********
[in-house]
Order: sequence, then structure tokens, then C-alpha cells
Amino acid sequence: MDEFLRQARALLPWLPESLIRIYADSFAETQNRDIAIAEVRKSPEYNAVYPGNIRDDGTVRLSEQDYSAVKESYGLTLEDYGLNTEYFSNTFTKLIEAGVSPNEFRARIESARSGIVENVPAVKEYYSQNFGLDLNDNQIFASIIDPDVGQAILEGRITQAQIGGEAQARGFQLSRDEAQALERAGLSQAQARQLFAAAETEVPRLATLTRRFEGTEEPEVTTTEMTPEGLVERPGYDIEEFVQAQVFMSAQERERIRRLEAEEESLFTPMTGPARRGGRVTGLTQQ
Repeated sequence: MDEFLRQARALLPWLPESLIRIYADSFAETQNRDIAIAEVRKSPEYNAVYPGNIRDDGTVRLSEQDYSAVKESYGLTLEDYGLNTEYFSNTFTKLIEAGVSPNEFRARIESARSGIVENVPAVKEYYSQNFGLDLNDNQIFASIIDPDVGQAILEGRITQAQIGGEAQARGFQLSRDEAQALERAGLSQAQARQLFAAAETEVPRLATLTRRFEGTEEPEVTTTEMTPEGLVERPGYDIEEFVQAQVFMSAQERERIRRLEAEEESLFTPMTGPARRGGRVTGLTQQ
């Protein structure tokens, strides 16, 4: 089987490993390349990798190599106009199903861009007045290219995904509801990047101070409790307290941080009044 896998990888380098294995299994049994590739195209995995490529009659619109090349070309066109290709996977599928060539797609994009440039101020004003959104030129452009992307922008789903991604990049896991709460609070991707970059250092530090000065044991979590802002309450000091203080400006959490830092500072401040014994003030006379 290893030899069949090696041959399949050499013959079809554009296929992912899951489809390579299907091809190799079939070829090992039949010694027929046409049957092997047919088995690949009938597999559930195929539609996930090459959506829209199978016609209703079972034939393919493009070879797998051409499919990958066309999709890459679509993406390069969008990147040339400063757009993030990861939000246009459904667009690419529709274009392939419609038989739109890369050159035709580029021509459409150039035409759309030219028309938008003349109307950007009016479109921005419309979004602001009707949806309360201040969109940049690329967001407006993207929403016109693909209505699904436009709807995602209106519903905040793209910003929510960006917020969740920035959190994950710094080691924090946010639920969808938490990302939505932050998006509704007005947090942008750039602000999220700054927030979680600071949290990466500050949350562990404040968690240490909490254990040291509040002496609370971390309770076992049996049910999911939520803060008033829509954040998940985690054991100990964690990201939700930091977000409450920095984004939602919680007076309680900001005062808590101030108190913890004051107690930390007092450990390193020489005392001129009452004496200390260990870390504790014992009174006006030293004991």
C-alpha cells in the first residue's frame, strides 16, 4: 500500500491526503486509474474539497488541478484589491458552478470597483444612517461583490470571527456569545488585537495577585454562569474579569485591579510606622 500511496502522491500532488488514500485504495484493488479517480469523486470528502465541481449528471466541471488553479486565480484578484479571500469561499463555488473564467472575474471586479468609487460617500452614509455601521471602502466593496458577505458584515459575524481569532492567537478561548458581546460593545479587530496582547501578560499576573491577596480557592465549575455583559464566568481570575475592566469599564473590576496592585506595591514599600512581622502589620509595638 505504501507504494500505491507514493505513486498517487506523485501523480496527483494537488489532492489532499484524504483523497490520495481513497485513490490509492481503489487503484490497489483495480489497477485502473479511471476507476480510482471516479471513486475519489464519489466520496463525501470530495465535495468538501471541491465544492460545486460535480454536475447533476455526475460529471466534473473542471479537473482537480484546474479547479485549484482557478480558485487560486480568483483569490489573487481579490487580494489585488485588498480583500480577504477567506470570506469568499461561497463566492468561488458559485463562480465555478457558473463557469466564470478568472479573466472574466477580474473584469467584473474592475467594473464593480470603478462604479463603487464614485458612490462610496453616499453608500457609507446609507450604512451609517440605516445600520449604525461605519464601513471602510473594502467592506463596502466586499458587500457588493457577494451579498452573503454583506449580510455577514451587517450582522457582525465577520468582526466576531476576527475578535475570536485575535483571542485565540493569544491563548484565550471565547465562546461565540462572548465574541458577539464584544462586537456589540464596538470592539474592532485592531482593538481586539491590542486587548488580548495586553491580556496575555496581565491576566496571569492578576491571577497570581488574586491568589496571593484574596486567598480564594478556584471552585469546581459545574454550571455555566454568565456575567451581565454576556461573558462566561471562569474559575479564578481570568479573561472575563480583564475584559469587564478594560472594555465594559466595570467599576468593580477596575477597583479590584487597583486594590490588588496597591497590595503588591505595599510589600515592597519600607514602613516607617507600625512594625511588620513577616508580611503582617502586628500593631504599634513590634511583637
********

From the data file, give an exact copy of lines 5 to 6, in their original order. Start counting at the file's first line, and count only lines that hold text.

């Protein structure tokens, strides 16, 4: 089987490993390349990798190599106009199903861009007045290219995904509801990047101070409790307290941080009044 896998990888380098294995299994049994590739195209995995490529009659619109090349070309066109290709996977599928060539797609994009440039101020004003959104030129452009992307922008789903991604990049896991709460609070991707970059250092530090000065044991979590802002309450000091203080400006959490830092500072401040014994003030006379 290893030899069949090696041959399949050499013959079809554009296929992912899951489809390579299907091809190799079939070829090992039949010694027929046409049957092997047919088995690949009938597999559930195929539609996930090459959506829209199978016609209703079972034939393919493009070879797998051409499919990958066309999709890459679509993406390069969008990147040339400063757009993030990861939000246009459904667009690419529709274009392939419609038989739109890369050159035709580029021509459409150039035409759309030219028309938008003349109307950007009016479109921005419309979004602001009707949806309360201040969109940049690329967001407006993207929403016109693909209505699904436009709807995602209106519903905040793209910003929510960006917020969740920035959190994950710094080691924090946010639920969808938490990302939505932050998006509704007005947090942008750039602000999220700054927030979680600071949290990466500050949350562990404040968690240490909490254990040291509040002496609370971390309770076992049996049910999911939520803060008033829509954040998940985690054991100990964690990201939700930091977000409450920095984004939602919680007076309680900001005062808590101030108190913890004051107690930390007092450990390193020489005392001129009452004496200390260990870390504790014992009174006006030293004991």
C-alpha cells in the first residue's frame, strides 16, 4: 500500500491526503486509474474539497488541478484589491458552478470597483444612517461583490470571527456569545488585537495577585454562569474579569485591579510606622 500511496502522491500532488488514500485504495484493488479517480469523486470528502465541481449528471466541471488553479486565480484578484479571500469561499463555488473564467472575474471586479468609487460617500452614509455601521471602502466593496458577505458584515459575524481569532492567537478561548458581546460593545479587530496582547501578560499576573491577596480557592465549575455583559464566568481570575475592566469599564473590576496592585506595591514599600512581622502589620509595638 505504501507504494500505491507514493505513486498517487506523485501523480496527483494537488489532492489532499484524504483523497490520495481513497485513490490509492481503489487503484490497489483495480489497477485502473479511471476507476480510482471516479471513486475519489464519489466520496463525501470530495465535495468538501471541491465544492460545486460535480454536475447533476455526475460529471466534473473542471479537473482537480484546474479547479485549484482557478480558485487560486480568483483569490489573487481579490487580494489585488485588498480583500480577504477567506470570506469568499461561497463566492468561488458559485463562480465555478457558473463557469466564470478568472479573466472574466477580474473584469467584473474592475467594473464593480470603478462604479463603487464614485458612490462610496453616499453608500457609507446609507450604512451609517440605516445600520449604525461605519464601513471602510473594502467592506463596502466586499458587500457588493457577494451579498452573503454583506449580510455577514451587517450582522457582525465577520468582526466576531476576527475578535475570536485575535483571542485565540493569544491563548484565550471565547465562546461565540462572548465574541458577539464584544462586537456589540464596538470592539474592532485592531482593538481586539491590542486587548488580548495586553491580556496575555496581565491576566496571569492578576491571577497570581488574586491568589496571593484574596486567598480564594478556584471552585469546581459545574454550571455555566454568565456575567451581565454576556461573558462566561471562569474559575479564578481570568479573561472575563480583564475584559469587564478594560472594555465594559466595570467599576468593580477596575477597583479590584487597583486594590490588588496597591497590595503588591505595599510589600515592597519600607514602613516607617507600625512594625511588620513577616508580611503582617502586628500593631504599634513590634511583637